Most of us will agree that Google search is insanely useful. However most people don’t know how to use it to its full potential. This post aims at revealing Google search least-used tricks which will be a great help for searching link building opportunities .
How to Use Google to Search for Guest Posting Opportunities
While we all know how to search Google to find relevant guest posting opportunities, few of us take advantage of some essential steps I mentioned in my guest post at Daily Blog Tips
Here are the steps (you can actually apply them to any link building search, not necessarily related to guest posting):
- Identify all the various ways people may use to invite guest bloggers (“Submit a guest post”, “Add blog post”, “Contribute to our site”, etc);
- Use the main terms describing your topic;
- Take advantage of wildcard (*) operator (to broaden your search while keeping it focused);
- Use OR and ~ operators to better describe your niche;
- Now connect all the previous steps into one search:
How to Take Advantage of Google’s Wildcard (*) Operator
Mentioned in the previous tip, this one elaborates further on the usefulness of Google’s wildcard operator. It makes it possible:
- To keep your search focused while still allowing for some term variations: [keyword “add * url”] search will include [keyword “add your url”], [keyword “add related url”], etc;
- To let Google suggest you various possible topics and ideas:
Try often-used Digg-style phrases in combination with wildcard and advanced date search: top * downloads and best * of the week – and get inspired!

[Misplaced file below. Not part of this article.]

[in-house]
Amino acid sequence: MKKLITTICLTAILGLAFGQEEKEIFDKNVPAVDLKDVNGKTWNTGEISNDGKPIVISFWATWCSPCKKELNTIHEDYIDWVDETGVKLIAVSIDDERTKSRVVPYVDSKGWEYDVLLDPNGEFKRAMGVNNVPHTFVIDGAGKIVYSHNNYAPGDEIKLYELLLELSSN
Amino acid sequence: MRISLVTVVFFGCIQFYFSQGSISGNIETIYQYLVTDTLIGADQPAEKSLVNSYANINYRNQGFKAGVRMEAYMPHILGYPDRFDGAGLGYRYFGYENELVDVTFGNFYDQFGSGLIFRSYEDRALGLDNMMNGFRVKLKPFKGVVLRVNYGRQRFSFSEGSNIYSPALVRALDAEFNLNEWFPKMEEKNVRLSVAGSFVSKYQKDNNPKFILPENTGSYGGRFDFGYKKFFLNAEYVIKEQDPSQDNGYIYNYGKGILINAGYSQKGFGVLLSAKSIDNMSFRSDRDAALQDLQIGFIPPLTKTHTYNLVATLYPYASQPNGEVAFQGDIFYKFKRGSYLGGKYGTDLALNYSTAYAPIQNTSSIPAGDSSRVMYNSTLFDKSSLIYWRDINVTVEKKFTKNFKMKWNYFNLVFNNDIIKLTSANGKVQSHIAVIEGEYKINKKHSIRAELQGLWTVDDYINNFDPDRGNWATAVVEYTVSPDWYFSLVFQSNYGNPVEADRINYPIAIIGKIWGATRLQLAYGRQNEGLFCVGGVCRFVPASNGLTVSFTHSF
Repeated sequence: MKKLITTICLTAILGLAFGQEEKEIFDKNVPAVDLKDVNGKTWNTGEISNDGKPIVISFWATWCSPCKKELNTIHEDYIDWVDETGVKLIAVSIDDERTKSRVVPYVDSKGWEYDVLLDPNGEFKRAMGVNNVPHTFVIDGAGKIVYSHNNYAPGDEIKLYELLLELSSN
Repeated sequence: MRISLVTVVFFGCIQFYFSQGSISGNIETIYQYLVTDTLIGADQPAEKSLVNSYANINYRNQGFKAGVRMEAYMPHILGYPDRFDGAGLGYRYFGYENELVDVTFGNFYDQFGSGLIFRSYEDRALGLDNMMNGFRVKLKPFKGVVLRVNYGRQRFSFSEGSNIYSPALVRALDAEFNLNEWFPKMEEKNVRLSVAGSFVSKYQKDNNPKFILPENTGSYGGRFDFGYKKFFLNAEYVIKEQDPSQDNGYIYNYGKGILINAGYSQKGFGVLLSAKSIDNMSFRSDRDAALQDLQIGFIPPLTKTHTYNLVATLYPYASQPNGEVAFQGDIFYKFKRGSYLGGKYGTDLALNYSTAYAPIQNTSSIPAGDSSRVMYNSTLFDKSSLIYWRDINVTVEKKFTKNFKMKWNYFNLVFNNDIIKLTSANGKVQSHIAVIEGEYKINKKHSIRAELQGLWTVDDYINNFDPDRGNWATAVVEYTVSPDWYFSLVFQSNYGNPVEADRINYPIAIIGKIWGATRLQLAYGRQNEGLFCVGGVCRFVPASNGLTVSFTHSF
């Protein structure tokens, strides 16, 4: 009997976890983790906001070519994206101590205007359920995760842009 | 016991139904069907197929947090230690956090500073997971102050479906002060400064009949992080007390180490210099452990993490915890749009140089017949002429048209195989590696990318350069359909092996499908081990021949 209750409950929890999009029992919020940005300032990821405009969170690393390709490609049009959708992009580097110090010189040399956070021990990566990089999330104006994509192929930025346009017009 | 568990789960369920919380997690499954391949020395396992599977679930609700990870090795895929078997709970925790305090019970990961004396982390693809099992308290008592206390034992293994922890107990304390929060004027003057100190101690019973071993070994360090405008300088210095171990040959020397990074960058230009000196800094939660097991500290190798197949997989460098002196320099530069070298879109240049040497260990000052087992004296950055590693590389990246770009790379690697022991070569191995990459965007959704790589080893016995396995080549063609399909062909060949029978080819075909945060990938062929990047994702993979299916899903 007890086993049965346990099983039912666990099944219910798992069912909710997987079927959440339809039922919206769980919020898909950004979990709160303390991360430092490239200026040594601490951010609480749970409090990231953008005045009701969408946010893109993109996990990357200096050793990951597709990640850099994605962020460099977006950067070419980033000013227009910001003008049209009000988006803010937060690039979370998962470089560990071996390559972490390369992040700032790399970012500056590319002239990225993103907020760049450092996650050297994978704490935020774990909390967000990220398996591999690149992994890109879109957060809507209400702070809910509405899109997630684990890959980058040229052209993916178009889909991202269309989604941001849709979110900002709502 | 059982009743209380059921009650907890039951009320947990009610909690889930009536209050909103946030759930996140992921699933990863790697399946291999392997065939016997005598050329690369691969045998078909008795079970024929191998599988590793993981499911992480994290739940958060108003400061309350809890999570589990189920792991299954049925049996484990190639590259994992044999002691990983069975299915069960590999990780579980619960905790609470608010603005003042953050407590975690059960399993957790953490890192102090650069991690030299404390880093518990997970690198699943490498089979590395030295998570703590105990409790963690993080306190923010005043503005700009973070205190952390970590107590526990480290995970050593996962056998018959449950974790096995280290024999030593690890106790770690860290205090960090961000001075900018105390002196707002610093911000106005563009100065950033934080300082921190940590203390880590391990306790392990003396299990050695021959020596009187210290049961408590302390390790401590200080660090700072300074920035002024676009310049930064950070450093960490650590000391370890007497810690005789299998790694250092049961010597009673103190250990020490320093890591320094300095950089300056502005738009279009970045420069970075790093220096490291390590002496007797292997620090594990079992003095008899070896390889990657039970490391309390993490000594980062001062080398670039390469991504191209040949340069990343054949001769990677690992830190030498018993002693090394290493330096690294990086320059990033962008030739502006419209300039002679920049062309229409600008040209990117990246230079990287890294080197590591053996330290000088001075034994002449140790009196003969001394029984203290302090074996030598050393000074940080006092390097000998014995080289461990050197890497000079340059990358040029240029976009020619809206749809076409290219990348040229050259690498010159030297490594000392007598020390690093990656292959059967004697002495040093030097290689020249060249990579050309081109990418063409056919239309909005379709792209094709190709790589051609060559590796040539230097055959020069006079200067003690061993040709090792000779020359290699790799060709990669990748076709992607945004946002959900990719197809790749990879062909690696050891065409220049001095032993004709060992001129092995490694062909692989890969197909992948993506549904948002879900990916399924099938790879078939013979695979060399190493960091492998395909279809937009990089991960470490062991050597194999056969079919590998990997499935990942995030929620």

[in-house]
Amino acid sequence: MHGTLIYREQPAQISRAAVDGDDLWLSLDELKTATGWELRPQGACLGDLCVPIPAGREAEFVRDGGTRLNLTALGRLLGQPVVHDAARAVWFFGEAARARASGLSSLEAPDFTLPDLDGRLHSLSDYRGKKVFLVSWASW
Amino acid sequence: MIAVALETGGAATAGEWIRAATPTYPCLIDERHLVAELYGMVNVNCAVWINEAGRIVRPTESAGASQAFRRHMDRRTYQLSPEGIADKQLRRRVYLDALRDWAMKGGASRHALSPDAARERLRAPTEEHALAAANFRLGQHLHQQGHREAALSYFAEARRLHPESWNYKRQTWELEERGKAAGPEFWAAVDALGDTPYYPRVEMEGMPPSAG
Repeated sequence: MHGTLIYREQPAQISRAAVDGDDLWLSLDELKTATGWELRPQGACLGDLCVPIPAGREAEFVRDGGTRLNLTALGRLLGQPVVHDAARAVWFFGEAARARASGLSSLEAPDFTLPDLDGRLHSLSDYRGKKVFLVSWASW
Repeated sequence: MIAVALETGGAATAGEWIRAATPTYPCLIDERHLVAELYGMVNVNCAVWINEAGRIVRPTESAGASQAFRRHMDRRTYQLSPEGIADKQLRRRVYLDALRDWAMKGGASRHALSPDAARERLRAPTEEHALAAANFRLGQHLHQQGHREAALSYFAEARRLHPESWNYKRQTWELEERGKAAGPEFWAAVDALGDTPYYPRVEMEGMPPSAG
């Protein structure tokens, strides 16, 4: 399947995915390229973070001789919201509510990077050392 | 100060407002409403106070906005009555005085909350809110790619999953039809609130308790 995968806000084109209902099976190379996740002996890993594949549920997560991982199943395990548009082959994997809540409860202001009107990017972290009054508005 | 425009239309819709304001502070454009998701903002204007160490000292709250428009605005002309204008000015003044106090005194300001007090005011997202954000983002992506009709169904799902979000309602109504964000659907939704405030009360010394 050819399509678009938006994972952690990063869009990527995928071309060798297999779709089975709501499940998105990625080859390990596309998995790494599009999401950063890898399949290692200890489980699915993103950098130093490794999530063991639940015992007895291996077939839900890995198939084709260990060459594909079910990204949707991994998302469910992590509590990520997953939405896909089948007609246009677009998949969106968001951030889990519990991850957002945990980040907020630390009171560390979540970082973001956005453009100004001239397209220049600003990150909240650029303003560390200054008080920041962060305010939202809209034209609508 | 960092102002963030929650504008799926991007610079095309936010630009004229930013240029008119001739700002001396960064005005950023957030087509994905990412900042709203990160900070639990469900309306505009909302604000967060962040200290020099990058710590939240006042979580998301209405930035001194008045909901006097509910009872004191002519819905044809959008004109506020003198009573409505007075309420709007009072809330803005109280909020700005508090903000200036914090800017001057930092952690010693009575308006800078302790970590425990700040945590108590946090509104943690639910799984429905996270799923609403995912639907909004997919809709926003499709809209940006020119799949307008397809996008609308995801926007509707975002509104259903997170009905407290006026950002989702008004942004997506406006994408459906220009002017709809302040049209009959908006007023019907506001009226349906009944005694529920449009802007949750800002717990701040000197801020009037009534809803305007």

How to Search Twitter for Marketing (using Google)
John Jantsch does a great job showing how to use search to filter out 99% of the junk that doesn’t apply to your objectives and focus on the stuff that matters. The post lists both Twitter and Google search tricks, we are focusing on Google-only tricks here.
To use Google to search Twitter, you should restrict the search results by applying [site:twitter.com] command. This makes it possible to look for people who may be interested in what you are promoting:
- Target by occupation: intitle:”seo * on twitter” site:twitter.com
Let’s say you have a business that sells an awesome service to attorneys. A simple search on Twitter will turn up thousands of mentions of the word attorney, but many of them will be from people talking about this or that attorney or the need to hire or not hire one. That’s probably not very helpful for your purposes.
- Target by bio: intext:”bio * web designer” site:twitter.com
In some cases searching through the optional biographical information can be more helpful than the username or real name fields. Maybe you’re looking for a very specific term or some of the folks you are targeting only reference their profession in their bio.
Bonus Tip: Plenty of Link Building Search Queries from Top Link Builders
The link building tool that generates search queries based on what many industry experts shared is a great way to get inspired when searching Google for possible backlink opportunities:
- Provide your base search term (describing the niche you want to build links in).
- Choose ONE of the link opportunity “Types”
Grab each of generated link building queries and use your preferred search engine to look for link prospects: